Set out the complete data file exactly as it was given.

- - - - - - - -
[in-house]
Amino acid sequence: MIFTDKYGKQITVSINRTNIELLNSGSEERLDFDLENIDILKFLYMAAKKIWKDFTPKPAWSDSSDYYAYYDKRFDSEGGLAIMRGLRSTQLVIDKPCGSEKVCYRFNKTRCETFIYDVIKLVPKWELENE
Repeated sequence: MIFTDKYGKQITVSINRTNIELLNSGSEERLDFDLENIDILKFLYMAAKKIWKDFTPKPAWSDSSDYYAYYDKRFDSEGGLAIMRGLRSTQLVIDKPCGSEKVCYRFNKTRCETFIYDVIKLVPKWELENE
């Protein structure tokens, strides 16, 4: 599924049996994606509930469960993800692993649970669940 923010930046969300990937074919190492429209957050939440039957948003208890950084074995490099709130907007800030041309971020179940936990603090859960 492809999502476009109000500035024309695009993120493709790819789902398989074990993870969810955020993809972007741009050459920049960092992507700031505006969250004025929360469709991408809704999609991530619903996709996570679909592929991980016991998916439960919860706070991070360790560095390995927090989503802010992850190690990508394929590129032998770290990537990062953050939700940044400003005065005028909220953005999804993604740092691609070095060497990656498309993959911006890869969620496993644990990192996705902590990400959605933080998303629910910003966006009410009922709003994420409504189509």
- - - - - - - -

[in-house]
Amino acid sequence: MIFTDKYGKQITVSINRTNIELLNSGSEERLDFDLENIDILKFLYMAAKKIWKDFTPKPAWSDSSDYYAYYDKRFDSEGGLAIMRGLRSTQLVIDKPCGSEKVCYRFNKTRCETFIYDVIKLVPKWELENE
Repeated sequence: MIFTDKYGKQITVSINRTNIELLNSGSEERLDFDLENIDILKFLYMAAKKIWKDFTPKPAWSDSSDYYAYYDKRFDSEGGLAIMRGLRSTQLVIDKPCGSEKVCYRFNKTRCETFIYDVIKLVPKWELENE
């Protein structure tokens, strides 16, 4: 599924049996994606509930469960993800692993649970669940 923010930046969300990937074919190492429209957050939440039957948003208890950084074995490099709130907007800030041309971020179940936990603090859960 492809999502476009109000500035024309695009993120493709790819789902398989074990993870969810955020993809972007741009050459920049960092992507700031505006969250004025929360469709991408809704999609991530619903996709996570679909592929991980016991998916439960919860706070991070360790560095390995927090989503802010992850190690990508394929590129032998770290990537990062953050939700940044400003005065005028909220953005999804993604740092691609070095060497990656498309993959911006890869969620496993644990990192996705902590990400959605933080998303629910910003966006009410009922709003994420409504189509």